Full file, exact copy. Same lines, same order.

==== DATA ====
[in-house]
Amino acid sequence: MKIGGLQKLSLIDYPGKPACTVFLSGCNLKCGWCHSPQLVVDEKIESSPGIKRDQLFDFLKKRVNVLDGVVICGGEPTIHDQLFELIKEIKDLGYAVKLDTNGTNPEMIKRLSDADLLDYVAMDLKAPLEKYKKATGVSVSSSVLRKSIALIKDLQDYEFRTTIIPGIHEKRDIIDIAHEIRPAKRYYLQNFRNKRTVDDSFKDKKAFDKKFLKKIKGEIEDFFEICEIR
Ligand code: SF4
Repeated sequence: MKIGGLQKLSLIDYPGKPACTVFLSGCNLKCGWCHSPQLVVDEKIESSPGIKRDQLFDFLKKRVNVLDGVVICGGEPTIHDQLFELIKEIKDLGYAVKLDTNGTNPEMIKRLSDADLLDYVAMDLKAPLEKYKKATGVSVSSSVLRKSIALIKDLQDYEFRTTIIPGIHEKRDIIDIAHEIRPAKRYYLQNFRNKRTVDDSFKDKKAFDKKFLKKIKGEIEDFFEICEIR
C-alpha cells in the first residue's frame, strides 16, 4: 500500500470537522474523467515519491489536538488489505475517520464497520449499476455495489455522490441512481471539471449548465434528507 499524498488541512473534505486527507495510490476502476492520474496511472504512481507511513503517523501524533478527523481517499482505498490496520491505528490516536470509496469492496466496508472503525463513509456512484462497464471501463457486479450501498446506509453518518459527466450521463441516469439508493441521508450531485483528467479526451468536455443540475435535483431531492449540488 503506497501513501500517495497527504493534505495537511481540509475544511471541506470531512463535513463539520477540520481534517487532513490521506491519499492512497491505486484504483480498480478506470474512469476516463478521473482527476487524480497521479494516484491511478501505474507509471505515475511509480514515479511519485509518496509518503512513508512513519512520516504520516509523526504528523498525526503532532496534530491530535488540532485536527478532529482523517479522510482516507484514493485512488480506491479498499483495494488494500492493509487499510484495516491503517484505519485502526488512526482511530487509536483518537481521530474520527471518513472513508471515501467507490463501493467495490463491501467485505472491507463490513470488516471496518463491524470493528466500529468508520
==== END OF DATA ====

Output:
[in-house]
Amino acid sequence: MKIGGLQKLSLIDYPGKPACTVFLSGCNLKCGWCHSPQLVVDEKIESSPGIKRDQLFDFLKKRVNVLDGVVICGGEPTIHDQLFELIKEIKDLGYAVKLDTNGTNPEMIKRLSDADLLDYVAMDLKAPLEKYKKATGVSVSSSVLRKSIALIKDLQDYEFRTTIIPGIHEKRDIIDIAHEIRPAKRYYLQNFRNKRTVDDSFKDKKAFDKKFLKKIKGEIEDFFEICEIR
Ligand code: SF4
Repeated sequence: MKIGGLQKLSLIDYPGKPACTVFLSGCNLKCGWCHSPQLVVDEKIESSPGIKRDQLFDFLKKRVNVLDGVVICGGEPTIHDQLFELIKEIKDLGYAVKLDTNGTNPEMIKRLSDADLLDYVAMDLKAPLEKYKKATGVSVSSSVLRKSIALIKDLQDYEFRTTIIPGIHEKRDIIDIAHEIRPAKRYYLQNFRNKRTVDDSFKDKKAFDKKFLKKIKGEIEDFFEICEIR
C-alpha cells in the first residue's frame, strides 16, 4: 500500500470537522474523467515519491489536538488489505475517520464497520449499476455495489455522490441512481471539471449548465434528507 499524498488541512473534505486527507495510490476502476492520474496511472504512481507511513503517523501524533478527523481517499482505498490496520491505528490516536470509496469492496466496508472503525463513509456512484462497464471501463457486479450501498446506509453518518459527466450521463441516469439508493441521508450531485483528467479526451468536455443540475435535483431531492449540488 503506497501513501500517495497527504493534505495537511481540509475544511471541506470531512463535513463539520477540520481534517487532513490521506491519499492512497491505486484504483480498480478506470474512469476516463478521473482527476487524480497521479494516484491511478501505474507509471505515475511509480514515479511519485509518496509518503512513508512513519512520516504520516509523526504528523498525526503532532496534530491530535488540532485536527478532529482523517479522510482516507484514493485512488480506491479498499483495494488494500492493509487499510484495516491503517484505519485502526488512526482511530487509536483518537481521530474520527471518513472513508471515501467507490463501493467495490463491501467485505472491507463490513470488516471496518463491524470493528466500529468508520